March Money Madness: 5 Big Numbers Behind Our College Basketball Obsession
Considering all the money they lose on unproductive employees, employers might not be so crazy about March Madness.
If somebody asked you what the biggest holiday in March was, what would be your answer? Would it be Easter? How about St. Patrick’s Day?
Our answer would be simple: It’s March Madness, son! Because while it might not technically be a holiday, this epic college basketball playoff is the biggest event of the month. It’s not even that close.
Is there anything quite as exciting as watching a 10-seed Cinderella storm their way into the Elite Eight? Is there anything quite as heartbreaking as watching your team’s dream season collapse under the weight of a miracle, madcap buzzer beater? We checked, and the answer to both these questions is: no.
America is, for sure, totally obsessed with March Madness. But exactly how obsessed are we? Are we “glued to the TV during a daylight car chase” obsessed? Or are we “writing 10,000-word fan theories on the West World subreddit” obsessed?
Well, we dug into numbers, and here’s what we found.
Admit it. You’ve taken time at work to fill out your NCAA bracket. And, let’s be clear here, we 100 percent support you doing that. But it’s also a fact that time you spend at work doing stuff other than, well, work, means your employer is losing money.
And during March Madness, the amount of time that employees spend at the office working on their brackets really adds up. According to some estimates, employers nationwide lose $2.1 billion dollars in missed productivity due to the NCAA tournament.
Then again, if it helps improve worker morale, that might just be money well spent.
People like filling out March Madness brackets because they’re fun, not because they stand to win lots and lots of money. Then again, the prospect of winning lots and lots of money does make the whole bracket thing more fun. So it’s a bit of a wash.
Either way, when you add up all the brackets in the country and all the money that people wager on them, it comes out to … well, lots and lots and lots and loooooots of money. According to a 2017 estimate from ESPN, a total of $10.4 billion was wagered on a whopping 70 million brackets. That works out to $29 per bracket.
But here’s the crazy part: Only three percent of that was bet legally. Unlicensed office pools for the win!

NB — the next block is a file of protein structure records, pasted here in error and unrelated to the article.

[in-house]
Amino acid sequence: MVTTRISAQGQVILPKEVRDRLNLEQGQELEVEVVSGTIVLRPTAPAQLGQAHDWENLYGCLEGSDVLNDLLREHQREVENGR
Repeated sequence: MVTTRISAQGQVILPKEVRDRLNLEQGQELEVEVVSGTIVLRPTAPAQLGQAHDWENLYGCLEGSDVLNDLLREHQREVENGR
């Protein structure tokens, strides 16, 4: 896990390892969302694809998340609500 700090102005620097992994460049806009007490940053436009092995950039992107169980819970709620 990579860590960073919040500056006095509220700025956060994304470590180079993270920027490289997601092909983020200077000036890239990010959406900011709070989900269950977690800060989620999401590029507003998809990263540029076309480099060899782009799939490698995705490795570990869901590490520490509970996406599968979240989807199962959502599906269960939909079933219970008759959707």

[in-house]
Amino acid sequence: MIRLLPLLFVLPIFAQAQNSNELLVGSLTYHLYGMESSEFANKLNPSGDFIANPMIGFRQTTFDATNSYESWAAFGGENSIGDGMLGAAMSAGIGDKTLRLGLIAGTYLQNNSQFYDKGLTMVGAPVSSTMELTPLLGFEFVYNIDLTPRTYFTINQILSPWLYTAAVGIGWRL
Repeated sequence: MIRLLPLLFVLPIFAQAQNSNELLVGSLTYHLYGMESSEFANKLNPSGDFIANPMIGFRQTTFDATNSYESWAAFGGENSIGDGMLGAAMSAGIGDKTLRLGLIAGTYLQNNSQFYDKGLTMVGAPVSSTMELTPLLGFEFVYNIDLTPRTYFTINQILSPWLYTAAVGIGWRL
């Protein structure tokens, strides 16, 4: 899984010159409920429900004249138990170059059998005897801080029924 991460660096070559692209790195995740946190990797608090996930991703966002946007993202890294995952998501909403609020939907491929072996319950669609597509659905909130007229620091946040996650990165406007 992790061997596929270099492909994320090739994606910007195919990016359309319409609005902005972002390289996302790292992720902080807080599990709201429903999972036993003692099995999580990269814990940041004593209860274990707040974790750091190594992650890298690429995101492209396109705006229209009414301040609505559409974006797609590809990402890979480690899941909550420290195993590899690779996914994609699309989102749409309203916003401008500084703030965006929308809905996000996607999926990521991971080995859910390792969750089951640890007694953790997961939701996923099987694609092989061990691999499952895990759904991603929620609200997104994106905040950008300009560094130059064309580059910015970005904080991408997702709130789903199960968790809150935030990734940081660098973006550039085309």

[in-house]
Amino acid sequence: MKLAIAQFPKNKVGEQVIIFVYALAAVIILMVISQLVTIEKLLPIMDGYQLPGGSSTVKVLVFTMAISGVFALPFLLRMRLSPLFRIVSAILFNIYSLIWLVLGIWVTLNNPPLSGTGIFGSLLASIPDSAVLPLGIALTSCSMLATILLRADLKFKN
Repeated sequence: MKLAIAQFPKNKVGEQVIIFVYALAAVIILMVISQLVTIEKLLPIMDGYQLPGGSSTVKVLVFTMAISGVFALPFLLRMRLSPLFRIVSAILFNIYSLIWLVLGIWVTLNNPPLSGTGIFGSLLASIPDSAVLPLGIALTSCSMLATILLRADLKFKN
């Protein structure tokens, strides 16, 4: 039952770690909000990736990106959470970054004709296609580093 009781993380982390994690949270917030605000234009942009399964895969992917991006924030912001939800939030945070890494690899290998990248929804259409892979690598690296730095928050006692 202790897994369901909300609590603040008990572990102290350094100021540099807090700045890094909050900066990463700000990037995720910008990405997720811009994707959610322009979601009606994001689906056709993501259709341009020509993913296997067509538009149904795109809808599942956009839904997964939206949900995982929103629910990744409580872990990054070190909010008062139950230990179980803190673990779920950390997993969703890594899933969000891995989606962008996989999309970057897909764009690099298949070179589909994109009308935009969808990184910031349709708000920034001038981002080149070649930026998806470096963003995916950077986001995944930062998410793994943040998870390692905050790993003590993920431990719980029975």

That’s how much extra money was spent on beer in March 2017. Now, we’re willing to admit that St Patrick’s Day maybe kinda sorta had something to do with that. But St Patrick’s Day is only a one-day celebration. March Madness, on the other hand, goes on for weeks.
It turns out that people like drinking beer with their friends while watching basketball. We know, we’re shocked too.
According to one estimate, this is how much the average tourist will spend on food, lodging, transportation, and tickets for a trip to the Final Four. And folks who want really good seats to the Final Four will spend a lot more than that.
This year, the Final Four will be held in San Antonio, home of the Alamo, the River Walk, and Greg Popovich’s grumpy mid-game interviews. The expected impact on San Antonio’s economy will be $180 million.
In the era of cord-cutting and ala carte streaming services, live sports is one of the few things that advertisers and networks know people want to watch live. And that makes them catnip for advertisers. It’s the rare opportunity to make a commercial that millions of people will see at the same time. Who could possibly conceive of such a thing!
(The answer to that question is: anyone over the age of 25.)
But we digress. Last year, advertisers spent a whopping $1.24 billion on national TV advertisements during March Madness. Figures like that explain why the NCAA cleared $1 billion in revenue for the first time last season. And thanks to the eight-year contract extension they signed with Turner Broadcasting in 2016, we guarantee that it won’t be the last time either.
Have fun filling out your bracket everyone! And our apologies when it inevitably gets busted due to (checks the schedule) South Dakota State or something.
Want to read more about the financial side of sports and entertainment? Check out these related posts and articles from OppLoans:
- How Student-Athlete Insurance Protects Financial Futures
- Money at the Movies: Does Box Office Gold Mean a Best Picture Win?
- 5 Financial Facts About the Olympics That Might Surprise You